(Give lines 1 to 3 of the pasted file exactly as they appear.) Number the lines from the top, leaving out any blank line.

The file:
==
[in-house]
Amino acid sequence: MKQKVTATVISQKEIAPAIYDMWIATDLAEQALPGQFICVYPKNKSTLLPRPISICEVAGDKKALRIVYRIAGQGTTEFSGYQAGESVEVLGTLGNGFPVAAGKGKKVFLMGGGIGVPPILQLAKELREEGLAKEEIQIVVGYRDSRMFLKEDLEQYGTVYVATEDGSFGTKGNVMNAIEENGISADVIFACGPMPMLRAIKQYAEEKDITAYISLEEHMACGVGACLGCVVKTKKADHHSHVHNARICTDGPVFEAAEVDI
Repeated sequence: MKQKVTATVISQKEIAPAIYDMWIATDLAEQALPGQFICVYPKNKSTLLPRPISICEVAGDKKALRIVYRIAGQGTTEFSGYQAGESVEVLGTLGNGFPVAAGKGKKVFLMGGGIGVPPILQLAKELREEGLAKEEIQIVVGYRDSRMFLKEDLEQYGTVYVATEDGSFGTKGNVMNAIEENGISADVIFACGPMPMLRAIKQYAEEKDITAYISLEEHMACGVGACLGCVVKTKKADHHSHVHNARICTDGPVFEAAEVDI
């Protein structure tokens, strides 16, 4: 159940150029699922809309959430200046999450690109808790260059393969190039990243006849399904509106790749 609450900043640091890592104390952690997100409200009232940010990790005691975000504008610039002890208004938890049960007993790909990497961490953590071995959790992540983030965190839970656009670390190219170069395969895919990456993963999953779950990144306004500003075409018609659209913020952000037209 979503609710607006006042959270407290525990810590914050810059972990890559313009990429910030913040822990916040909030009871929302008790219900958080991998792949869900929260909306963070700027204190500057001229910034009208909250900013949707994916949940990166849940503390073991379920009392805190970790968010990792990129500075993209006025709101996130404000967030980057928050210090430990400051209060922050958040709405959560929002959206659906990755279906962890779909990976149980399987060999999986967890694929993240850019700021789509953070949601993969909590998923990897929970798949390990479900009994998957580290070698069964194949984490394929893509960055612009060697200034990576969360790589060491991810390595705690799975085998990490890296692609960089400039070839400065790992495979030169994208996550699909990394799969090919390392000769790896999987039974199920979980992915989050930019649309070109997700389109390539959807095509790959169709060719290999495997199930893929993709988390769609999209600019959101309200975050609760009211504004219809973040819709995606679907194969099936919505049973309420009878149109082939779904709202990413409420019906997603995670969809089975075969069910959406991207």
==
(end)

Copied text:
[in-house]
Amino acid sequence: MKQKVTATVISQKEIAPAIYDMWIATDLAEQALPGQFICVYPKNKSTLLPRPISICEVAGDKKALRIVYRIAGQGTTEFSGYQAGESVEVLGTLGNGFPVAAGKGKKVFLMGGGIGVPPILQLAKELREEGLAKEEIQIVVGYRDSRMFLKEDLEQYGTVYVATEDGSFGTKGNVMNAIEENGISADVIFACGPMPMLRAIKQYAEEKDITAYISLEEHMACGVGACLGCVVKTKKADHHSHVHNARICTDGPVFEAAEVDI
Repeated sequence: MKQKVTATVISQKEIAPAIYDMWIATDLAEQALPGQFICVYPKNKSTLLPRPISICEVAGDKKALRIVYRIAGQGTTEFSGYQAGESVEVLGTLGNGFPVAAGKGKKVFLMGGGIGVPPILQLAKELREEGLAKEEIQIVVGYRDSRMFLKEDLEQYGTVYVATEDGSFGTKGNVMNAIEENGISADVIFACGPMPMLRAIKQYAEEKDITAYISLEEHMACGVGACLGCVVKTKKADHHSHVHNARICTDGPVFEAAEVDI